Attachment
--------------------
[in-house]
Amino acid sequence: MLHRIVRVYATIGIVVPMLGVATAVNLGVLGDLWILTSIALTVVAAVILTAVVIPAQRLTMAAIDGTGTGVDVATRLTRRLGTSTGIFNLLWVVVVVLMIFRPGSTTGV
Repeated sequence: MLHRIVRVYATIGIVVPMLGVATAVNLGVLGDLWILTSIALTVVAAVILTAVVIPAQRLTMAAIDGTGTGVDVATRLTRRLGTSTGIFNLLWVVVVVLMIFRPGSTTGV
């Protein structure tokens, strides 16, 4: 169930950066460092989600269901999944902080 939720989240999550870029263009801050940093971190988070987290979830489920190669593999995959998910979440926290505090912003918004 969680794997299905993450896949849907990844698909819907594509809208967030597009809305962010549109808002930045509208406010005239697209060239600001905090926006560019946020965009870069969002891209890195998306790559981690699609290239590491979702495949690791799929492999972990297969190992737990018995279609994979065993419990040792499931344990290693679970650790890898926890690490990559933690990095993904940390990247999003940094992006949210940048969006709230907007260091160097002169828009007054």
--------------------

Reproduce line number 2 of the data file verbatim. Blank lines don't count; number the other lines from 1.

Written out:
Amino acid sequence: MLHRIVRVYATIGIVVPMLGVATAVNLGVLGDLWILTSIALTVVAAVILTAVVIPAQRLTMAAIDGTGTGVDVATRLTRRLGTSTGIFNLLWVVVVVLMIFRPGSTTGV